A small town alongside a long, deep lake. Mountains around the lake, a Roman wall around the town. An ancient amphitheater rises from a field of rubble, a brick Byzantine church crouches in the center of town (the Nicene Creed was written here), and 16th century kilns recall the Ottoman era.
This is Iznik, formerly Nicea. For me, the best town in Turkey.
I grew up near lakes, some small, others so big their bays were lake-sized, and I love them. I love shorelines that curve out and away from me and then turn and meet in the middle. I relish piney lakeside smells and the pungent fish and weeds at water’s edge. I enjoy calmness and serenity, the natural state of most lakes.
I did not grow up near mountains, but gazed reverently at them in pictures and on vacation trips. Their crevasses seemed to hold stories of times passed, and they filled me with longing.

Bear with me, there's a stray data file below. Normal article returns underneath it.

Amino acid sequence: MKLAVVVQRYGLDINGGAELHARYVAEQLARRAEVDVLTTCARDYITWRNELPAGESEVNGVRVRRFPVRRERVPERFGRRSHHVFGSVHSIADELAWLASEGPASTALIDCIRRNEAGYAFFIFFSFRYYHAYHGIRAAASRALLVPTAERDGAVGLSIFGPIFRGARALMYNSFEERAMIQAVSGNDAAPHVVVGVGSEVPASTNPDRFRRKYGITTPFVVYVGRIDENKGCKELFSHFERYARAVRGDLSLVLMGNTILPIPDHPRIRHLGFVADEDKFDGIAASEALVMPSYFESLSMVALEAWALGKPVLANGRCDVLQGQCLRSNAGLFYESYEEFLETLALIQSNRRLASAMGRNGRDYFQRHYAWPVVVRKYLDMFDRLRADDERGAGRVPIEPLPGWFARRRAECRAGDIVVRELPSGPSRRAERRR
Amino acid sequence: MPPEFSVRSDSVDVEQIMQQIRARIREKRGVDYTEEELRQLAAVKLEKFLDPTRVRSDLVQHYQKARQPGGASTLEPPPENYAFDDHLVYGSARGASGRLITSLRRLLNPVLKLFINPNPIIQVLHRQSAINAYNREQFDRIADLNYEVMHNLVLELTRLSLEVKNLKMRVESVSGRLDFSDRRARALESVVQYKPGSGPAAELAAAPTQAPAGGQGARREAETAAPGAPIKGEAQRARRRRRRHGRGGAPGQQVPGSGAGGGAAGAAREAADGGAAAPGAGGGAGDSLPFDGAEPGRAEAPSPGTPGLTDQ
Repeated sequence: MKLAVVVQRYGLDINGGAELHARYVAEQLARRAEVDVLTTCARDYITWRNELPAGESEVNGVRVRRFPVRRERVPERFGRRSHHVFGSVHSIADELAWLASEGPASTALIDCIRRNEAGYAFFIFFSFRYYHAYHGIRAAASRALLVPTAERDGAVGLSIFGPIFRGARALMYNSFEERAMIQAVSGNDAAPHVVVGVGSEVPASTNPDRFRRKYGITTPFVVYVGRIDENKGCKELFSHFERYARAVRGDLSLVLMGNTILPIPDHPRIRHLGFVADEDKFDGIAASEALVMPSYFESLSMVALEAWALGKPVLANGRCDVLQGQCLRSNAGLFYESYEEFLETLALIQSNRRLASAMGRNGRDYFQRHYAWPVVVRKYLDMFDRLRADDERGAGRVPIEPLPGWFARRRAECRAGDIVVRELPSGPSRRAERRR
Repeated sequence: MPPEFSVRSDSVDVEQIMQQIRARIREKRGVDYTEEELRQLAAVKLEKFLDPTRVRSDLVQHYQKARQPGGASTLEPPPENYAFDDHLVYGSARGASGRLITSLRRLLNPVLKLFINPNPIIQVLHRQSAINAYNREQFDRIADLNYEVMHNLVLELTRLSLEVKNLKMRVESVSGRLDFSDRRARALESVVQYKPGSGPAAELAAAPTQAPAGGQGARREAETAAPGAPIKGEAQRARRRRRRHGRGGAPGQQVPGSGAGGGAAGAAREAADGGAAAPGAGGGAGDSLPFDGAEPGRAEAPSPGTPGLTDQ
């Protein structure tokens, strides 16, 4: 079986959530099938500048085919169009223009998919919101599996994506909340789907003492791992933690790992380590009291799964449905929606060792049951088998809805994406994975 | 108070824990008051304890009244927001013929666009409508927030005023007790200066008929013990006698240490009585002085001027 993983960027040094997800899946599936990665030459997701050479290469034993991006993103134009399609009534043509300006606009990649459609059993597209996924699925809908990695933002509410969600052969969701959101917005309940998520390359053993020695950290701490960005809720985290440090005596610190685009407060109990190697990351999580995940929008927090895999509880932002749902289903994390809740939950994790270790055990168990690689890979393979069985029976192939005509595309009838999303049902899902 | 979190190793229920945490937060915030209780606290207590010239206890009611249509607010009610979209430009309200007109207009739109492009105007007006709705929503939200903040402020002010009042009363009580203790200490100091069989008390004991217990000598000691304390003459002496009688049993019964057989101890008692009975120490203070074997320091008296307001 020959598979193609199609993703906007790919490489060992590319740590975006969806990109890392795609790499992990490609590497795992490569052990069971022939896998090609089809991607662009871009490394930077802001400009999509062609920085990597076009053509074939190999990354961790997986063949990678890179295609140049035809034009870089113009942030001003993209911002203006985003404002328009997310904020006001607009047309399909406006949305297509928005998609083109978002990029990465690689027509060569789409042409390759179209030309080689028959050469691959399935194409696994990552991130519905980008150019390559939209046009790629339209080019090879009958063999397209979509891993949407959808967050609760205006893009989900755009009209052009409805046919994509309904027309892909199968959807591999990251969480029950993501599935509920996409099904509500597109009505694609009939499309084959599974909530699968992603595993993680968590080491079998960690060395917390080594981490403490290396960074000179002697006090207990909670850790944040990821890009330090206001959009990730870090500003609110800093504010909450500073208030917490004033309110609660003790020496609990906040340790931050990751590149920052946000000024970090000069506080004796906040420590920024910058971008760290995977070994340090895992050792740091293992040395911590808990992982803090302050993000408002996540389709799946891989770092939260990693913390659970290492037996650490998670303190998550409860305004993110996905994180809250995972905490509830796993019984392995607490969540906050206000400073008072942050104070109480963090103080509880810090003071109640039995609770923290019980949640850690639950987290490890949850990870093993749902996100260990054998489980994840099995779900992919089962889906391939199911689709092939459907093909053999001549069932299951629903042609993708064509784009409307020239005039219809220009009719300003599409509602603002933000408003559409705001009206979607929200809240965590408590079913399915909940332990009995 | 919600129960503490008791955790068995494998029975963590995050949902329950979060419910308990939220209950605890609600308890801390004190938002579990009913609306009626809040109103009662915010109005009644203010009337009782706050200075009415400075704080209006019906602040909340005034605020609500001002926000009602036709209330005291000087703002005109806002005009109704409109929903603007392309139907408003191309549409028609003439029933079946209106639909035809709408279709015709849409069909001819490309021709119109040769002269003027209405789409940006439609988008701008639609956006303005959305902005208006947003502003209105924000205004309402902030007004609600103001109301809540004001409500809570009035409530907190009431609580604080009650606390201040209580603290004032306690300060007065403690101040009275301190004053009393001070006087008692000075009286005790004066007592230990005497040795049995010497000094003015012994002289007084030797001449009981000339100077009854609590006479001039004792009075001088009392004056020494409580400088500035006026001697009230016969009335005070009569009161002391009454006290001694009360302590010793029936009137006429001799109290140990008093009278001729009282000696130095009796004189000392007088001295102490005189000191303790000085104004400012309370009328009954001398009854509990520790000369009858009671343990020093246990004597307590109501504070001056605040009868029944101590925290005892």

Expatriates long for connection. Without knowing quite why, I fell in love with Iznik. Later I realized it had to do with childhood memories and longings.
Other cultures, other desires. Turks don’t consider Iznik remarkable. A few simple hotels line the lakeside promenade but the town has no tourist cabins, few summer homes, no pleasure boats. You see, Turkey has five thousand miles of seashore. Aegean beaches and Mediterranean beaches and even Black Sea beaches. To people from a sizeable mountainous country, seascapes have long been exhilarating.
But still, if you plopped Iznik down in my part of the world, it would be a major attraction.